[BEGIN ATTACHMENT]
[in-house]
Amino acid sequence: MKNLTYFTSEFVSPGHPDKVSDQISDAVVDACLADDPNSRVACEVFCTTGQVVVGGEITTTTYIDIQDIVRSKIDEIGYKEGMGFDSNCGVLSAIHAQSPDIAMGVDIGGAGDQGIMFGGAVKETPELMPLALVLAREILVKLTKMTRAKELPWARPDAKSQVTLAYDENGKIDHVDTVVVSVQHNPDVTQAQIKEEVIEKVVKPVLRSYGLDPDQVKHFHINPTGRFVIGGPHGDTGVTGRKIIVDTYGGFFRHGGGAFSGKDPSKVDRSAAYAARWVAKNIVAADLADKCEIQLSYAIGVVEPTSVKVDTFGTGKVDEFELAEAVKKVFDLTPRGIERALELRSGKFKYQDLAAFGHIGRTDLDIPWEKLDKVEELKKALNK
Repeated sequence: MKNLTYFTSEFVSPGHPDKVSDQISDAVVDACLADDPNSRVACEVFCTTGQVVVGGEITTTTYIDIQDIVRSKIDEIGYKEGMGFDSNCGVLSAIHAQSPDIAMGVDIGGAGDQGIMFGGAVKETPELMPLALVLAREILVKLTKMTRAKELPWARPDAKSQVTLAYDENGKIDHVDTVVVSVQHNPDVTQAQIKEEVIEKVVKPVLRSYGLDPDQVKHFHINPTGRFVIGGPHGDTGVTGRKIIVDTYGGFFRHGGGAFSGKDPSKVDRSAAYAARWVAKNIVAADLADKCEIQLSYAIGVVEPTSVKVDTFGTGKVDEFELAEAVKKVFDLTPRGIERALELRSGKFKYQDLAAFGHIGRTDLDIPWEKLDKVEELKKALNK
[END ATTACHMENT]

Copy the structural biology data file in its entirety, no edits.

[in-house]
Amino acid sequence: MKNLTYFTSEFVSPGHPDKVSDQISDAVVDACLADDPNSRVACEVFCTTGQVVVGGEITTTTYIDIQDIVRSKIDEIGYKEGMGFDSNCGVLSAIHAQSPDIAMGVDIGGAGDQGIMFGGAVKETPELMPLALVLAREILVKLTKMTRAKELPWARPDAKSQVTLAYDENGKIDHVDTVVVSVQHNPDVTQAQIKEEVIEKVVKPVLRSYGLDPDQVKHFHINPTGRFVIGGPHGDTGVTGRKIIVDTYGGFFRHGGGAFSGKDPSKVDRSAAYAARWVAKNIVAADLADKCEIQLSYAIGVVEPTSVKVDTFGTGKVDEFELAEAVKKVFDLTPRGIERALELRSGKFKYQDLAAFGHIGRTDLDIPWEKLDKVEELKKALNK
Repeated sequence: MKNLTYFTSEFVSPGHPDKVSDQISDAVVDACLADDPNSRVACEVFCTTGQVVVGGEITTTTYIDIQDIVRSKIDEIGYKEGMGFDSNCGVLSAIHAQSPDIAMGVDIGGAGDQGIMFGGAVKETPELMPLALVLAREILVKLTKMTRAKELPWARPDAKSQVTLAYDENGKIDHVDTVVVSVQHNPDVTQAQIKEEVIEKVVKPVLRSYGLDPDQVKHFHINPTGRFVIGGPHGDTGVTGRKIIVDTYGGFFRHGGGAFSGKDPSKVDRSAAYAARWVAKNIVAADLADKCEIQLSYAIGVVEPTSVKVDTFGTGKVDEFELAEAVKKVFDLTPRGIERALELRSGKFKYQDLAAFGHIGRTDLDIPWEKLDKVEELKKALNK